Francis King Carey School of Law

The University of Maryland Francis King Carey School of Law has a long tradition of excellence and innovation in legal education. Unique among law schools nationally, the School of Law is home to the Cardin Requirement, named for U. S. Senator Benjamin Cardin, ’67. For more than 22 years, the Requirement has provided that, as a prerequisite to graduation, each student who initially enrolls as a first year, full-time day student must have a for-credit experience providing free legal services to people who are poor or otherwise lack access to justice. Courses that satisfy the Cardin Requirement—offered through the nationally recognized Clinical Law Program—integrate theory and practice. While skill development is an important component of these courses, they focus more strongly on helping students a professional identity valuing service to the poor and other underrepresented persons and communities, and engaging in active critique and reflection of how the law and legal institutions operate for those who are most in need. Analytical and reflective writing is a key requirement in every Cardin course. As a result of this Requirement, each year more than 250 students and 25 faculty members working in nearly every practice area contribute over 110,000 hours of free legal service to the people of Maryland.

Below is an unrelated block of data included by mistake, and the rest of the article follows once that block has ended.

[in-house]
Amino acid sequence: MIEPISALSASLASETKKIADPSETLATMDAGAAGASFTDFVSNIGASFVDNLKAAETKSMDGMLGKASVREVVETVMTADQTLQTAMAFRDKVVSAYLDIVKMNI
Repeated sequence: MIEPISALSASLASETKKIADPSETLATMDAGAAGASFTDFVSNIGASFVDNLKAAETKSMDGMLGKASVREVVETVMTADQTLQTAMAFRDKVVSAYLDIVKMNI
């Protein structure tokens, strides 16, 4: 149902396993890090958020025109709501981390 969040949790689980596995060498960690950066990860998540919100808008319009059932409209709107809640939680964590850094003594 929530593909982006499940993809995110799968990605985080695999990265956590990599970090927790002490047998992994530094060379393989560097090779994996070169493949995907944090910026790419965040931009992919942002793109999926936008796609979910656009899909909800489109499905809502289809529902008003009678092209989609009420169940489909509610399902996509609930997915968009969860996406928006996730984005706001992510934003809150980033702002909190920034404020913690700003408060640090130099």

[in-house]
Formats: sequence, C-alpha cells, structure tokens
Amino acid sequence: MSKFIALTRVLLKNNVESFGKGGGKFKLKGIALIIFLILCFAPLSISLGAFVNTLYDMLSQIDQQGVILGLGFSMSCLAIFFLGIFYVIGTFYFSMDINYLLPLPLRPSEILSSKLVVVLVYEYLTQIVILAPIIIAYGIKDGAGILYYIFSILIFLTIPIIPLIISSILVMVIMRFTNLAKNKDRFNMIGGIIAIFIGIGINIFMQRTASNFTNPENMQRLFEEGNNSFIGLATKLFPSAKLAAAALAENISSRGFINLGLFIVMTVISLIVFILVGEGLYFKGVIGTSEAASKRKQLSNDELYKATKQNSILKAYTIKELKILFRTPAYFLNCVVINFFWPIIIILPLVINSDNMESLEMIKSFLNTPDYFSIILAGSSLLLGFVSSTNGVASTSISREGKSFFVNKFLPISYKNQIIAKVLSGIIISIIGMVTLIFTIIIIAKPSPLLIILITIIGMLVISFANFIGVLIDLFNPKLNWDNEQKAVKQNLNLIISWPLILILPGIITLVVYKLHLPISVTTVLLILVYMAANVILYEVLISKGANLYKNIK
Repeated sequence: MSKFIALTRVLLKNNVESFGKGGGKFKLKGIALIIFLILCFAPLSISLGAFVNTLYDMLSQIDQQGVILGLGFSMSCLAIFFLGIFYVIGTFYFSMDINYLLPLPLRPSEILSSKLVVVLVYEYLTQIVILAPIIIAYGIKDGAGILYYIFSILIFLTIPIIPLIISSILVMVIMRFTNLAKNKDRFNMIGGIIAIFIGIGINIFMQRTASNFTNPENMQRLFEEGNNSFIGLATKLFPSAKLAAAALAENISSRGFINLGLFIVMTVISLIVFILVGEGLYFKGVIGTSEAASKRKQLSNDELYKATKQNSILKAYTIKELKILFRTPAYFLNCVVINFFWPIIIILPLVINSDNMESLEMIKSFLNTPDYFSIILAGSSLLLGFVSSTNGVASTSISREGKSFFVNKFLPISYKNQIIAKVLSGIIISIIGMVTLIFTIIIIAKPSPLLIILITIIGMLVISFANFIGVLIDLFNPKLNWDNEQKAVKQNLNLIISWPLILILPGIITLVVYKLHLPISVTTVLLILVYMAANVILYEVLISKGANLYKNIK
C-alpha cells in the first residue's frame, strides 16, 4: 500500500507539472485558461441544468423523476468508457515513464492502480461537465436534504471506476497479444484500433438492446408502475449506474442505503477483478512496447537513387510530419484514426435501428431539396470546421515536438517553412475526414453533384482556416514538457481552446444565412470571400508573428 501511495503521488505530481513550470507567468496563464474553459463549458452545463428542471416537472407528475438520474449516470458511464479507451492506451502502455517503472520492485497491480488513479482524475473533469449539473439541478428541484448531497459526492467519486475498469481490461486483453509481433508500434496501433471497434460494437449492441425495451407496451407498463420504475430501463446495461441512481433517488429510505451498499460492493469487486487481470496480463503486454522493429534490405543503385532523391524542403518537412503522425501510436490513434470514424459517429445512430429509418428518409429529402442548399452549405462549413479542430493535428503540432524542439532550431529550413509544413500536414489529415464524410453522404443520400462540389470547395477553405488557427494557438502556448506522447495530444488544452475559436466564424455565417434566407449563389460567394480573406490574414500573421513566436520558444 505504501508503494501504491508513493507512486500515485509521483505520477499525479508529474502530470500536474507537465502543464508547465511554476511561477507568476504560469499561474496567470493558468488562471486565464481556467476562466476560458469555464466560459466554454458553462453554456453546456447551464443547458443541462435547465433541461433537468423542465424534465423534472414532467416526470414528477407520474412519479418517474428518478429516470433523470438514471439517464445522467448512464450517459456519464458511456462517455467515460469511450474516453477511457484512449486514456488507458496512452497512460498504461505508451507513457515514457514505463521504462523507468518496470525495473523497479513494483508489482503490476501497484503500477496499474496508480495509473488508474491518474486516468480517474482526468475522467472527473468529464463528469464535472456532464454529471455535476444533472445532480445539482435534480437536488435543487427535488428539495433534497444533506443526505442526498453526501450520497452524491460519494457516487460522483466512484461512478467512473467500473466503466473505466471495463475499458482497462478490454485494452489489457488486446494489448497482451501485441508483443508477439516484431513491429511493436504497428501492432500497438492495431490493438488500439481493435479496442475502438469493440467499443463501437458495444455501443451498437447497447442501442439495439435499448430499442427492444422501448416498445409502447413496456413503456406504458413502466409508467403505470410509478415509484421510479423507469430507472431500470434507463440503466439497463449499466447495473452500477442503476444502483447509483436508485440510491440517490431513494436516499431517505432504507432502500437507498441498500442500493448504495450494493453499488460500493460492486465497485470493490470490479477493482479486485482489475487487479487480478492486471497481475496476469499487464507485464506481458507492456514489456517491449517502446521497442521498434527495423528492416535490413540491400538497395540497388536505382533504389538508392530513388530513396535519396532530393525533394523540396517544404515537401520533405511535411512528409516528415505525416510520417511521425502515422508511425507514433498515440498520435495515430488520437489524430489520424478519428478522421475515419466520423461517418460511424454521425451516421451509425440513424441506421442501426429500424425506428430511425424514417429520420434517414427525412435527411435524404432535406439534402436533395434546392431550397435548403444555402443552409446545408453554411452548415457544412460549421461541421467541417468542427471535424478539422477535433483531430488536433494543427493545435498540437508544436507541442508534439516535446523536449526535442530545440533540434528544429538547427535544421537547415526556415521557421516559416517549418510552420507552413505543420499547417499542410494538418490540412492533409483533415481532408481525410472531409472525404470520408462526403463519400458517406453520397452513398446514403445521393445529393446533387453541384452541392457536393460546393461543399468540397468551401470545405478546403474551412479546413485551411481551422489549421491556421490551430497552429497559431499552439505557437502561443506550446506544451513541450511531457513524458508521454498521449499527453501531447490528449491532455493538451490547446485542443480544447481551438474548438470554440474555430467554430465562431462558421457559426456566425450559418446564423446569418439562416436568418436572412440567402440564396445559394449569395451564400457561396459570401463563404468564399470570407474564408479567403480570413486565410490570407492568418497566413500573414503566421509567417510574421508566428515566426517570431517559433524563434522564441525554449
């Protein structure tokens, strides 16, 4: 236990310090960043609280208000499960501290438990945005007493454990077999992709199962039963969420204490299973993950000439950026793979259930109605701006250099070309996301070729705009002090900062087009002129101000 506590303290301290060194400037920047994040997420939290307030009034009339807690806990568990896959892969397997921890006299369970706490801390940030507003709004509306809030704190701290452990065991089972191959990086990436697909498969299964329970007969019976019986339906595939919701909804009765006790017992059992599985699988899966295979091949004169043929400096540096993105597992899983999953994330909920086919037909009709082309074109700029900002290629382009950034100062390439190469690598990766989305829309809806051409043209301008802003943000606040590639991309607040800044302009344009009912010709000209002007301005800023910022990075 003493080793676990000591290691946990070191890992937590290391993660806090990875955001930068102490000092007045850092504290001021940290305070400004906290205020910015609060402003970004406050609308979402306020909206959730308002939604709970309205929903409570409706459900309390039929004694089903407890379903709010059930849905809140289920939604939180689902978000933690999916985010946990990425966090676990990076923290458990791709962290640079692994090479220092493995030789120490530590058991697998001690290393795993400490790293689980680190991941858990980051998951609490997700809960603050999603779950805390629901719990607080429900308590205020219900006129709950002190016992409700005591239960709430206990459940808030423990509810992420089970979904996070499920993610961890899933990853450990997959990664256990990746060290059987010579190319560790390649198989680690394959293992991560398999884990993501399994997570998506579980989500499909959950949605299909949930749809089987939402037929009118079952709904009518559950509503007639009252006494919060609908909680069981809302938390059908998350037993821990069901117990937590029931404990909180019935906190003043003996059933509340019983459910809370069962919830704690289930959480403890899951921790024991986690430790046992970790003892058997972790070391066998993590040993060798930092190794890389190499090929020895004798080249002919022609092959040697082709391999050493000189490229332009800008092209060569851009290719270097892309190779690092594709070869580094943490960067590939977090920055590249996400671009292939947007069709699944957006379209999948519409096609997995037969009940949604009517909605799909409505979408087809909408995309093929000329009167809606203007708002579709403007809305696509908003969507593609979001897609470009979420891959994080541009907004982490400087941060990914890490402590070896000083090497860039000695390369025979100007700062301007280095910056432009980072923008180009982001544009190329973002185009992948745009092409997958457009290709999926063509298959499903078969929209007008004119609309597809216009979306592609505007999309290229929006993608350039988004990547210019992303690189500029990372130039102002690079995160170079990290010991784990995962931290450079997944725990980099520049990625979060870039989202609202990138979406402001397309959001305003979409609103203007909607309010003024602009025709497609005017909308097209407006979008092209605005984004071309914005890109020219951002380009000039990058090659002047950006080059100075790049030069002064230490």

UM Carey School of Law has important initiatives in leadership, ethics and professionalism. It has just completed the three-year Leadership, Ethics and Democracy (LEAD) Initiative in partnership with the Fetzer Institute. A collection of courses and projects, the LEAD initiative sought to develop a leadership curriculum for law schools, and to integrate teaching professionalism in new ways throughout the curriculum. UM Carey Law houses the Women, Leadership and Equality Program to develop leadership skills for the advancement of women in law practice. It is working to launch a new Ethics in Action and to begin to develop a campus-wide interdisciplinary center on professionalism.